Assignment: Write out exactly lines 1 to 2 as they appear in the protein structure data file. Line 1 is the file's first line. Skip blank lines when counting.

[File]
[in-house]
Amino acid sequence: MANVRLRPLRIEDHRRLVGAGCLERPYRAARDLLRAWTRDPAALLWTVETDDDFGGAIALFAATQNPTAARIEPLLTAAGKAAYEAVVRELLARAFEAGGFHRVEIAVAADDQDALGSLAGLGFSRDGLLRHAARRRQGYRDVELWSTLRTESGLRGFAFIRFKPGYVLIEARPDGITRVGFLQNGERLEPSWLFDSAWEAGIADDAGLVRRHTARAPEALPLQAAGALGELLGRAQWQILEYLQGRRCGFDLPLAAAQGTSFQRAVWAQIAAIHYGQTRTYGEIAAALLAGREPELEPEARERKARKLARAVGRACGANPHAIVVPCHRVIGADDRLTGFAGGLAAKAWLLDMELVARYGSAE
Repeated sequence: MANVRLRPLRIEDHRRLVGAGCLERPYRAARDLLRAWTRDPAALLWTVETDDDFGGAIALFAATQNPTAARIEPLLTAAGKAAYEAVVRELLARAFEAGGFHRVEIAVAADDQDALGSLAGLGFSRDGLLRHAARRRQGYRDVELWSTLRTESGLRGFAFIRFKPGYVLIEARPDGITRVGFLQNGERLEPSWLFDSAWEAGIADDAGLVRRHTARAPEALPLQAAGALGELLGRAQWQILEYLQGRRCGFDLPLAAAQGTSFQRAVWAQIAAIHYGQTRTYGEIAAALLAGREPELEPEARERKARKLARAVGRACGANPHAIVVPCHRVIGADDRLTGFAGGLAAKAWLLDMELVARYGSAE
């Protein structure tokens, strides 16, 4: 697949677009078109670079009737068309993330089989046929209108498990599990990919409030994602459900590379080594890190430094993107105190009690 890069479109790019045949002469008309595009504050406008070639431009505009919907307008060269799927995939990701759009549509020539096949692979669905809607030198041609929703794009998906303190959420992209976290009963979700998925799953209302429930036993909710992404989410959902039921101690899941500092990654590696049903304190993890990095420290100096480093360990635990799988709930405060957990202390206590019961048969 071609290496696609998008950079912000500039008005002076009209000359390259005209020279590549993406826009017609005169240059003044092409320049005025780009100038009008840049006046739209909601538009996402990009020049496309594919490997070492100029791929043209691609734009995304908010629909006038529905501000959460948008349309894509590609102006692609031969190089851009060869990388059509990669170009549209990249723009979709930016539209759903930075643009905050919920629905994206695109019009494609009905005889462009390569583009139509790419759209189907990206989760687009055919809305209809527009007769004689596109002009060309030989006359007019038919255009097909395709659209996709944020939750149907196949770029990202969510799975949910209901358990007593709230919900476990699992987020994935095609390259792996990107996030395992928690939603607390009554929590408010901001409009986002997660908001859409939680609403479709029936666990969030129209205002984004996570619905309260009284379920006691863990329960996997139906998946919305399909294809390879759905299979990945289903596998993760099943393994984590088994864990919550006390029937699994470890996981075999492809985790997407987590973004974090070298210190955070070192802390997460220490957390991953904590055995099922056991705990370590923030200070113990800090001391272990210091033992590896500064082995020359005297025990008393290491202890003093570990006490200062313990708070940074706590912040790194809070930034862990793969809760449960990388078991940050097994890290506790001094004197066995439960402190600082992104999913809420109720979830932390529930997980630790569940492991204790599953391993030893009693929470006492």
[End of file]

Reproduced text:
[in-house]
Amino acid sequence: MANVRLRPLRIEDHRRLVGAGCLERPYRAARDLLRAWTRDPAALLWTVETDDDFGGAIALFAATQNPTAARIEPLLTAAGKAAYEAVVRELLARAFEAGGFHRVEIAVAADDQDALGSLAGLGFSRDGLLRHAARRRQGYRDVELWSTLRTESGLRGFAFIRFKPGYVLIEARPDGITRVGFLQNGERLEPSWLFDSAWEAGIADDAGLVRRHTARAPEALPLQAAGALGELLGRAQWQILEYLQGRRCGFDLPLAAAQGTSFQRAVWAQIAAIHYGQTRTYGEIAAALLAGREPELEPEARERKARKLARAVGRACGANPHAIVVPCHRVIGADDRLTGFAGGLAAKAWLLDMELVARYGSAE